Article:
The in search of food (a diet that consists


The Indian Flying Fox:


to places such as Southern Central Asia (from Pakistan to China), the Indian flying
fox lives in tropical forests and swamps, favoring bodies of waters, as well as
banyan and fig trees for habitation. They are very social creatures and can form
roosts up to seven hundred, which are largely male dominated. Their ears are
also relatively small, leading them to rely on a well-developed sense of vision
and smell when foraging, as opposed to echolocation. Since they are nocturnal,
they spend the nighttime in search of food (a diet that consists largely of
figs, mangoes, guava, insects, and flowers) as well as digesting, and

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Indian flying fox has a general life span of fifteen to thirty-one years, an
average body length of twenty-three centimeters, and a wingspan of one to one
and one half. They are seasonal breeders and mate generally between July and October.

Their young are cared for by their mothers and can fly at about eleven weeks,
with the mature reproductive age being one and one half. The number of pups
birthed is generally 1-2 per gestation period.


African Bush Elephant:

African Bush Elephant can be found in the forests, savannahs, and flood plains
of Central and Southern Africa. It is the largest land animal, with the
capacity to reach twenty-four feet in length, and thirteen feet in height. It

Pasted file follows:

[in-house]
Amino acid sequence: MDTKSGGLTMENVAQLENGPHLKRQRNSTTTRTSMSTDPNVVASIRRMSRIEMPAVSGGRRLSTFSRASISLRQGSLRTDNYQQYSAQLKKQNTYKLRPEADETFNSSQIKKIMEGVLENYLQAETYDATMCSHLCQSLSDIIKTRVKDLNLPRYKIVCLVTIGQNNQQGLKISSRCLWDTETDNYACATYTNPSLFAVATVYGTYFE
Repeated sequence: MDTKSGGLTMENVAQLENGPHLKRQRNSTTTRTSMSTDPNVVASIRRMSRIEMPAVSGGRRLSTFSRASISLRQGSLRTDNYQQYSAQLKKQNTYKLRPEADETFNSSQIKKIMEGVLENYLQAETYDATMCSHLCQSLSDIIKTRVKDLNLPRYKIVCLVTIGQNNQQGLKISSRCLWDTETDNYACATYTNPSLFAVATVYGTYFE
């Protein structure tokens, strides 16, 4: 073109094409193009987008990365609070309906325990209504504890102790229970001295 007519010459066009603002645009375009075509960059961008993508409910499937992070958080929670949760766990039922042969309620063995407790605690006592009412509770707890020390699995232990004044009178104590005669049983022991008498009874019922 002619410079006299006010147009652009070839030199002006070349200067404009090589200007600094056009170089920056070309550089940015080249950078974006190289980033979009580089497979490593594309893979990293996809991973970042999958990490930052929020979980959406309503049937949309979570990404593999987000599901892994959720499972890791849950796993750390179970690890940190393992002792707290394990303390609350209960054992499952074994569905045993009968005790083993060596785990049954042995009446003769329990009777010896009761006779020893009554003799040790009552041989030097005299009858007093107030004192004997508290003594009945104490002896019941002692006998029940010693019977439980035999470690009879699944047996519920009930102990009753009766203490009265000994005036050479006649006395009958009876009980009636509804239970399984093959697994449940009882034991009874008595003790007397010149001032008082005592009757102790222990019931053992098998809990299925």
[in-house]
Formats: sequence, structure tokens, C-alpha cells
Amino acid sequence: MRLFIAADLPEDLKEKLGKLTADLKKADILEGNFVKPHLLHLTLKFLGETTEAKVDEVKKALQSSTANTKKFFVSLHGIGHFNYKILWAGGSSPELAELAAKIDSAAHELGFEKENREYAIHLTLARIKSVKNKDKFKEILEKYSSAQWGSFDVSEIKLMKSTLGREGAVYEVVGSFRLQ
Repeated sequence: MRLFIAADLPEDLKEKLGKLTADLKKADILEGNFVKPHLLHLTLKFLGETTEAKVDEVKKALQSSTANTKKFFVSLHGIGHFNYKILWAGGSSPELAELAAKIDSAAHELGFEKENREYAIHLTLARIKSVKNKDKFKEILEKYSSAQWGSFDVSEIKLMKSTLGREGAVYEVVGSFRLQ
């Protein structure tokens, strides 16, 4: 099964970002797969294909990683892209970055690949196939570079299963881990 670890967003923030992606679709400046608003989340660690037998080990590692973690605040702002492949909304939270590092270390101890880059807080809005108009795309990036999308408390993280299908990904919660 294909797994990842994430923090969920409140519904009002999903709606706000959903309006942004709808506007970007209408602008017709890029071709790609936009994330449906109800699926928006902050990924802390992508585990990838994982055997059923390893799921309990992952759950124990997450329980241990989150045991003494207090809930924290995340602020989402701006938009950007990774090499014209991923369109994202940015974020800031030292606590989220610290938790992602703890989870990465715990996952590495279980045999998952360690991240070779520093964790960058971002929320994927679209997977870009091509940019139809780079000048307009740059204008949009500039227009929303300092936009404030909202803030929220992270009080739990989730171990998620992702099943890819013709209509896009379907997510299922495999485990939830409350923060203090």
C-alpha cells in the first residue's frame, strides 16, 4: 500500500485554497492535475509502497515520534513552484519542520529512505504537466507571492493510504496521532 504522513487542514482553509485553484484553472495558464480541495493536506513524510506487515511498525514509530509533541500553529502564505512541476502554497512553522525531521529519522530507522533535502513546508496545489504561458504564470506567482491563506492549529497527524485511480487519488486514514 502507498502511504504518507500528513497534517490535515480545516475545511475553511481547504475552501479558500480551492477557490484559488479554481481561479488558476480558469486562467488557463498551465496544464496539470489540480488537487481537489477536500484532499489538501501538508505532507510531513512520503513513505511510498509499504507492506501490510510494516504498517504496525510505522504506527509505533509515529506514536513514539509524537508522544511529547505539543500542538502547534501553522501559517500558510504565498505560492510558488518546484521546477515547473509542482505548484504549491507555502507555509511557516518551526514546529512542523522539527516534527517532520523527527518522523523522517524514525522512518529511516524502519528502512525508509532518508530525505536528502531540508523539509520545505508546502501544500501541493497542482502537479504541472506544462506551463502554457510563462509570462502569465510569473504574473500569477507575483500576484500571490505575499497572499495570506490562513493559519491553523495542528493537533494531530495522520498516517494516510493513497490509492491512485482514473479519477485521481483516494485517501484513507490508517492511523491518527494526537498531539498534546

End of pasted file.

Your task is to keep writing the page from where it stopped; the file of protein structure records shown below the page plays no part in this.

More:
can weight up to eleven tons, and live as long as seventy years. Regarding
their diet, the herbivorous African bush elephant must consume about three
hundred and fifty pounds of vegetation daily.

trunks have over forty thousand muscles and tendons, which can lift objects
weighing up to four hundred pounds, and are also used for drinking, an act that
involves sucking water into the trunk and then spraying it into the mouth, as
well as for spraying down their backs as an act of body temperature control. Tusks
are present in both genders, and herds consist of related females, lead by the
eldest elephant known as a matriarch. Adult males are rarely present within the
herd, and lives alone until mating season. Females give birth to only one calf,
resulting from the longest known mammalian gestation period of twenty-two months.


The Capybara:

are found in practically every South American country, apart from Chile, in
dense forests near bodies of water such as marshes, rivers, and lakes. The need
for such a water-oriented habitat is due largely to the Capybara’s dry skin, as
it swims often to keep itself healthy and its skin hydrated. Its diet is composed
largely of water plants and grasses, generally eating around dawn and dusk. Capybaras
also enjoy shallow water, which allows them to coat themselves in mud to stay

generally live together in groups of ten individuals, with one dominant male, a
few subordinate males, one or more females, as well as several of their young. However,
during the wet season, up to forty of them can be found in one place together. Their
lifespan ranges from ten to twelve years, and they can produce up to eight pups
over a five to six-month gestation period. They are about one hundred to three
hundred centimeters in length and fifty centimeters in height.